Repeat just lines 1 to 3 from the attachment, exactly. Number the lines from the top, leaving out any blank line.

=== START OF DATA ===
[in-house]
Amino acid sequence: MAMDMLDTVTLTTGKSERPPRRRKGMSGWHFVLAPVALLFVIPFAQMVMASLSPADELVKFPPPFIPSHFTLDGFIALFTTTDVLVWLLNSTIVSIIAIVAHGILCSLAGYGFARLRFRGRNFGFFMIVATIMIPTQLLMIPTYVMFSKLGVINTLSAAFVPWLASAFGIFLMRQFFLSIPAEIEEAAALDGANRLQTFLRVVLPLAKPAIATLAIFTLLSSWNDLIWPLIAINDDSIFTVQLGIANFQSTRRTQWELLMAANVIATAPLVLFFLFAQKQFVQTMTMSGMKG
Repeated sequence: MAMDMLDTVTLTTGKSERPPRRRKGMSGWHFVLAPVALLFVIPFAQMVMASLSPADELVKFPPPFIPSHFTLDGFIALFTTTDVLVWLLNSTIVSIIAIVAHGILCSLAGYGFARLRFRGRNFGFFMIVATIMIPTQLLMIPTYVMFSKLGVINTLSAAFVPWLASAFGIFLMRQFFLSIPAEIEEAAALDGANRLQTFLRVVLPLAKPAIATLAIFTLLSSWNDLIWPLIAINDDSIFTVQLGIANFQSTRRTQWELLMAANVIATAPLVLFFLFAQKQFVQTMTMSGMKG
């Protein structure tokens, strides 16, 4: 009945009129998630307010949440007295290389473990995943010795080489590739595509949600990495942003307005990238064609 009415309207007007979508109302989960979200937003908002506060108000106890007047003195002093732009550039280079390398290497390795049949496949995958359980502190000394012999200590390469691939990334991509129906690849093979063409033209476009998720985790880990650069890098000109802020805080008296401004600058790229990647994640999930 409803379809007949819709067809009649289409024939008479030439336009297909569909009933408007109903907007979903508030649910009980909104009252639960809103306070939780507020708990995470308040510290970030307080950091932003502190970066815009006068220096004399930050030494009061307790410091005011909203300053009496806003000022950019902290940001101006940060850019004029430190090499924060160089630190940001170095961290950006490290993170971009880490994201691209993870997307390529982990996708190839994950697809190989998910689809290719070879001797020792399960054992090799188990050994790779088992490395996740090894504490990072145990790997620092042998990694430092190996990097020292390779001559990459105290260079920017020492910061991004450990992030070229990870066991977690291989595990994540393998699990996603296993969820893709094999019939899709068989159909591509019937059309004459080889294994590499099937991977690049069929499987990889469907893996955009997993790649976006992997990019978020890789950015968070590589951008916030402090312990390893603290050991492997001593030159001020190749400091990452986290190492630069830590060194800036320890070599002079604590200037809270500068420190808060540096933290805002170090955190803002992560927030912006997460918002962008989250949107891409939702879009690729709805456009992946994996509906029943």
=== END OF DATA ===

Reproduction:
[in-house]
Amino acid sequence: MAMDMLDTVTLTTGKSERPPRRRKGMSGWHFVLAPVALLFVIPFAQMVMASLSPADELVKFPPPFIPSHFTLDGFIALFTTTDVLVWLLNSTIVSIIAIVAHGILCSLAGYGFARLRFRGRNFGFFMIVATIMIPTQLLMIPTYVMFSKLGVINTLSAAFVPWLASAFGIFLMRQFFLSIPAEIEEAAALDGANRLQTFLRVVLPLAKPAIATLAIFTLLSSWNDLIWPLIAINDDSIFTVQLGIANFQSTRRTQWELLMAANVIATAPLVLFFLFAQKQFVQTMTMSGMKG
Repeated sequence: MAMDMLDTVTLTTGKSERPPRRRKGMSGWHFVLAPVALLFVIPFAQMVMASLSPADELVKFPPPFIPSHFTLDGFIALFTTTDVLVWLLNSTIVSIIAIVAHGILCSLAGYGFARLRFRGRNFGFFMIVATIMIPTQLLMIPTYVMFSKLGVINTLSAAFVPWLASAFGIFLMRQFFLSIPAEIEEAAALDGANRLQTFLRVVLPLAKPAIATLAIFTLLSSWNDLIWPLIAINDDSIFTVQLGIANFQSTRRTQWELLMAANVIATAPLVLFFLFAQKQFVQTMTMSGMKG